I-125 Glofil (GFR) Test

  • What is an I-125 Glofil (GFR) test?

    An I-125 Glofil (GFR) test measures the Glomerular Filtration Rate of the kidneys. More simply, it measures kidney function.

    We do the test by giving your child an intravenous radiopharmaceutical. This "tracer" is medicine combined with a small amount of radioactive material. We will also take blood samples through an IV catheter. There are no images or pictures taken during this study.

    Radiopharmaceuticals are carefully tested. The risk of side effects is extremely small. Most radiopharmaceuticals used in nuclear medicine studies give less radiation exposure than a day at the beach.

  • What should you do prior to your child's exam?

    Your child should not have iodinated contrast media 24 hours prior to the exam.

    All children must have SSKI drops before this procedure. The drops protect your child's thyroid from the radioactive portion of the medicine we inject during the study. We will give your child the drops on the day of the exam.

    Note: Parents will be allowed to accompany their child into the exam room. It may be helpful to make other arrangements for siblings.

  • What should you expect during the exam?

    A technologist or nurse will place an IV in your child’s arm, hand or foot. Your child may feel a small pinch.

    After we draw a blood sample through the IV catheter, we’ll inject your child with the radiopharmaceutical (I-125). We’ll take more blood samples five, 10 and 15 minutes after the injection. You and your child may then leave the Nuclear Medicine department. We’ll give you scheduled times to return.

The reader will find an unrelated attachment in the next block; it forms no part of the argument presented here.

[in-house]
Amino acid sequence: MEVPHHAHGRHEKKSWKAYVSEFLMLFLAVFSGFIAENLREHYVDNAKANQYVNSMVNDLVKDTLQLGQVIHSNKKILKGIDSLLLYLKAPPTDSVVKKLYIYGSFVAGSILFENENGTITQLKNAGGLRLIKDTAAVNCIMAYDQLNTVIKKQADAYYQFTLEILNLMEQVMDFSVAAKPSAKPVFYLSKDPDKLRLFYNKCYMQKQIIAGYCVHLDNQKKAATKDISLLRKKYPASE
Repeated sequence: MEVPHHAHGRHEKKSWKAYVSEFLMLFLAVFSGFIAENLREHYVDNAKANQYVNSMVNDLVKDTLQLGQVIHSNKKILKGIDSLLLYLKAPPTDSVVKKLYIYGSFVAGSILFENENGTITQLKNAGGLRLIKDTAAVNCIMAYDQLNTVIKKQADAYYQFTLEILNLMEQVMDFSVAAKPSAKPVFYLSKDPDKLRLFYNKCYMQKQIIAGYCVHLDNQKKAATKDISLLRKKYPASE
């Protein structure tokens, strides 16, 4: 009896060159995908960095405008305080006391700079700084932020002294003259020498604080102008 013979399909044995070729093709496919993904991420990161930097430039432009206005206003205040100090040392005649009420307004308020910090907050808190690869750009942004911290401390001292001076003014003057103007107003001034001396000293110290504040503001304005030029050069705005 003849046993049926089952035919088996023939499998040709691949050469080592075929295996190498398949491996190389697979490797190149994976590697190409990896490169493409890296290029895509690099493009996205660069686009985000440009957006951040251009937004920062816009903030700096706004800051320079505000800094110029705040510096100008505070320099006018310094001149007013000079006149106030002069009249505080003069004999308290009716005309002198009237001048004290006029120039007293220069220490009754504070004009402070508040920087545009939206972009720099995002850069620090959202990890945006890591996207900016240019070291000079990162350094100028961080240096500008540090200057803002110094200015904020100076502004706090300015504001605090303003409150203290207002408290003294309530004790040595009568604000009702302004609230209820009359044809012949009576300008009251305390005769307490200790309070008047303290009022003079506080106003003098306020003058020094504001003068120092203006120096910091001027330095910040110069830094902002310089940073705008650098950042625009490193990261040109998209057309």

Typically your child will need to return at two, two and a half, and three hours after the injection for additional blood draws. These times may change according to your child's age, weight or other factors. Again, all blood samples will be taken through the IV catheter.

    If you’d like, our child life specialists will help you prepare and support your child during the procedure. We can also arrange to have a child life specialist at your child's appointment to explain the procedure in developmentally appropriate ways and to help your child better cope with the stress of the hospital experience.

  • What should you do after the exam?

    There are no special instructions for your child to follow when the exam is over.

  • Test Results

    Processing the test takes a few hours and results are usually available the following day.

    Your physician may call 215-590-2584 with questions about the exam.